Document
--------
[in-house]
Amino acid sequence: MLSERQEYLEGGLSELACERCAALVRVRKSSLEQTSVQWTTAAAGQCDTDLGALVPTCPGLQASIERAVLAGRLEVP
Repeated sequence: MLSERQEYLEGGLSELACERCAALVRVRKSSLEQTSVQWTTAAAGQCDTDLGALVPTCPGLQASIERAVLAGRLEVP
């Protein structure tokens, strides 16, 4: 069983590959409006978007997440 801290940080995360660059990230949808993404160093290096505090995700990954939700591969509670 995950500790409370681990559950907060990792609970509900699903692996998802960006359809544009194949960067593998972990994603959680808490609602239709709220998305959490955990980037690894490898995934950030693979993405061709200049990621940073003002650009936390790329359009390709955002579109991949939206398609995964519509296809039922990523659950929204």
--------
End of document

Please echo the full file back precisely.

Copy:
[in-house]
Amino acid sequence: MLSERQEYLEGGLSELACERCAALVRVRKSSLEQTSVQWTTAAAGQCDTDLGALVPTCPGLQASIERAVLAGRLEVP
Repeated sequence: MLSERQEYLEGGLSELACERCAALVRVRKSSLEQTSVQWTTAAAGQCDTDLGALVPTCPGLQASIERAVLAGRLEVP
């Protein structure tokens, strides 16, 4: 069983590959409006978007997440 801290940080995360660059990230949808993404160093290096505090995700990954939700591969509670 995950500790409370681990559950907060990792609970509900699903692996998802960006359809544009194949960067593998972990994603959680808490609602239709709220998305959490955990980037690894490898995934950030693979993405061709200049990621940073003002650009936390790329359009390709955002579109991949939206398609995964519509296809039922990523659950929204």